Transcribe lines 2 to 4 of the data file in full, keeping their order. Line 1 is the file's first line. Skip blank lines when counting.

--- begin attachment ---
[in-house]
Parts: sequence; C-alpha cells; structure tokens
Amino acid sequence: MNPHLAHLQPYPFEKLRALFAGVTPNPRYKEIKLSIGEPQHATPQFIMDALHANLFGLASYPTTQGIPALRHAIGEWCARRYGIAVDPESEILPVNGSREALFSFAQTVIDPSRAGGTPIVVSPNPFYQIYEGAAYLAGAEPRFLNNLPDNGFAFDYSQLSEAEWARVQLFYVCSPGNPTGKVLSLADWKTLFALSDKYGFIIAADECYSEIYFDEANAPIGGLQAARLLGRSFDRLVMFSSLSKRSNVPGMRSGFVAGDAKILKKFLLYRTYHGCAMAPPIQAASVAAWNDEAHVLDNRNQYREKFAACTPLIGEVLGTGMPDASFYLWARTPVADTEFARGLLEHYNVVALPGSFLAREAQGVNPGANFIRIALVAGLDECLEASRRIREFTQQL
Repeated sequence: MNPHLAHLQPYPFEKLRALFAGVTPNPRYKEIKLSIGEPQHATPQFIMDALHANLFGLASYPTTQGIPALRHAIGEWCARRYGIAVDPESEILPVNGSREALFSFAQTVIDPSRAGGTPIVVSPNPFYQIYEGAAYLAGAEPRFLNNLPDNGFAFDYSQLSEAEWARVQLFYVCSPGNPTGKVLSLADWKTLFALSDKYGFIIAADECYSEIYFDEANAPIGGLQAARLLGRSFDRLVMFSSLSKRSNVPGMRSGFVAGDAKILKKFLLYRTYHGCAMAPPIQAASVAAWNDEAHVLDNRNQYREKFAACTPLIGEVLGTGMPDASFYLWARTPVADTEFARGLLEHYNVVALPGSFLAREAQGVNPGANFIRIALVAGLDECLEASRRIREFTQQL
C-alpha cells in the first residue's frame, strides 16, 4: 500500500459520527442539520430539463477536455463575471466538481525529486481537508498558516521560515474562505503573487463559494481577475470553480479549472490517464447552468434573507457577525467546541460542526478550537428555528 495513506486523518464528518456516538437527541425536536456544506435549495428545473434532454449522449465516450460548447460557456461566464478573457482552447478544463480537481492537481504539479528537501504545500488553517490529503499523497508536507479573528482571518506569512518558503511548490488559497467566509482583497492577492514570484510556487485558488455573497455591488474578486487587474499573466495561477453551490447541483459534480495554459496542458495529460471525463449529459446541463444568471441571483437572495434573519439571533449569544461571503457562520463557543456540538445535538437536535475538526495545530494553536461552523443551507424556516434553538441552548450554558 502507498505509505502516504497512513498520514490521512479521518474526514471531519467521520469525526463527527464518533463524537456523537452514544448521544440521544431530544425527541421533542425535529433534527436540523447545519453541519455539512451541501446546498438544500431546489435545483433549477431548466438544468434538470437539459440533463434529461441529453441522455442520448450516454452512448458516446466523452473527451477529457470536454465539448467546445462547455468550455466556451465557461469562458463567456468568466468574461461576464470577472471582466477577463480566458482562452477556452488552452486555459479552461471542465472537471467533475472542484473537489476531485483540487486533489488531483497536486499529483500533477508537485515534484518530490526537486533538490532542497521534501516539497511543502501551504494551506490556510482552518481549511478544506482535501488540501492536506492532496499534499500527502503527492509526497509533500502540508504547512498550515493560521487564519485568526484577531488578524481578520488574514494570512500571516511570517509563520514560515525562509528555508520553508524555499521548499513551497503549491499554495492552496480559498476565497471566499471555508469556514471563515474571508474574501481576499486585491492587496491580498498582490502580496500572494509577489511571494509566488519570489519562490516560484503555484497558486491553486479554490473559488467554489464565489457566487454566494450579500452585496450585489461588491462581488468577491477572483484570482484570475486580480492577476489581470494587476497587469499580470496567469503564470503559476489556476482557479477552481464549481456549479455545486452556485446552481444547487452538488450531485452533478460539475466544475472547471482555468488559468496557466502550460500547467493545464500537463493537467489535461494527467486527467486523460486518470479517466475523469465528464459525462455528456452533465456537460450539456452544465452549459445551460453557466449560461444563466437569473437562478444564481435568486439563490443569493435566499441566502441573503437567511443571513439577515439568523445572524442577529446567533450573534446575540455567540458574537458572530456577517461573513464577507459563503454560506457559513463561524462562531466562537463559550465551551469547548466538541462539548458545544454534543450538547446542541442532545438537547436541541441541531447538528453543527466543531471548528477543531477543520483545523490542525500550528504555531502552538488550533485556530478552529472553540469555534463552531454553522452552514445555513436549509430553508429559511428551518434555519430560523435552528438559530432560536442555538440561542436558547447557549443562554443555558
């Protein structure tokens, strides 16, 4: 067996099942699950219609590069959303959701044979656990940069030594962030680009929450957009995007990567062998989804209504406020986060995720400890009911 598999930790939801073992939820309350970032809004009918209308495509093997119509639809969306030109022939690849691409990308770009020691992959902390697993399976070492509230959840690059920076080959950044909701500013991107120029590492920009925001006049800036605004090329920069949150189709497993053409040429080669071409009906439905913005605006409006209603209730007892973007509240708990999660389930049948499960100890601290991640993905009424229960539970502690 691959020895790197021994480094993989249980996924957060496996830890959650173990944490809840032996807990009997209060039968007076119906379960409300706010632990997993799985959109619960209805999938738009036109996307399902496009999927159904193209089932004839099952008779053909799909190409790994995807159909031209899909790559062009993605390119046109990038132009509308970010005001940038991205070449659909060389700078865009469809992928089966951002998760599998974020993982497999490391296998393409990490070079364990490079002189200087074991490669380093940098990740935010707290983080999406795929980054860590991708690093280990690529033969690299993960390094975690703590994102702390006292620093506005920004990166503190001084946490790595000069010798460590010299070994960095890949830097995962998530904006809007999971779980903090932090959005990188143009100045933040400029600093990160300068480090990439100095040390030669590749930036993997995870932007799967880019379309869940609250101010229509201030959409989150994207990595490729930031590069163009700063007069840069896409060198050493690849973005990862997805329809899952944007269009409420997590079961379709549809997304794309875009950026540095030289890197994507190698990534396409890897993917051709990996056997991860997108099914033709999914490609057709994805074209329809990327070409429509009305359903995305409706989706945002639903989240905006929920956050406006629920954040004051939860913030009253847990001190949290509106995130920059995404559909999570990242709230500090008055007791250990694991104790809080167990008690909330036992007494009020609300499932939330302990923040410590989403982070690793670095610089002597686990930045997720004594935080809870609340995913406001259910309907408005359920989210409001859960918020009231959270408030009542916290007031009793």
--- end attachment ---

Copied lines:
Parts: sequence; C-alpha cells; structure tokens
Amino acid sequence: MNPHLAHLQPYPFEKLRALFAGVTPNPRYKEIKLSIGEPQHATPQFIMDALHANLFGLASYPTTQGIPALRHAIGEWCARRYGIAVDPESEILPVNGSREALFSFAQTVIDPSRAGGTPIVVSPNPFYQIYEGAAYLAGAEPRFLNNLPDNGFAFDYSQLSEAEWARVQLFYVCSPGNPTGKVLSLADWKTLFALSDKYGFIIAADECYSEIYFDEANAPIGGLQAARLLGRSFDRLVMFSSLSKRSNVPGMRSGFVAGDAKILKKFLLYRTYHGCAMAPPIQAASVAAWNDEAHVLDNRNQYREKFAACTPLIGEVLGTGMPDASFYLWARTPVADTEFARGLLEHYNVVALPGSFLAREAQGVNPGANFIRIALVAGLDECLEASRRIREFTQQL
Repeated sequence: MNPHLAHLQPYPFEKLRALFAGVTPNPRYKEIKLSIGEPQHATPQFIMDALHANLFGLASYPTTQGIPALRHAIGEWCARRYGIAVDPESEILPVNGSREALFSFAQTVIDPSRAGGTPIVVSPNPFYQIYEGAAYLAGAEPRFLNNLPDNGFAFDYSQLSEAEWARVQLFYVCSPGNPTGKVLSLADWKTLFALSDKYGFIIAADECYSEIYFDEANAPIGGLQAARLLGRSFDRLVMFSSLSKRSNVPGMRSGFVAGDAKILKKFLLYRTYHGCAMAPPIQAASVAAWNDEAHVLDNRNQYREKFAACTPLIGEVLGTGMPDASFYLWARTPVADTEFARGLLEHYNVVALPGSFLAREAQGVNPGANFIRIALVAGLDECLEASRRIREFTQQL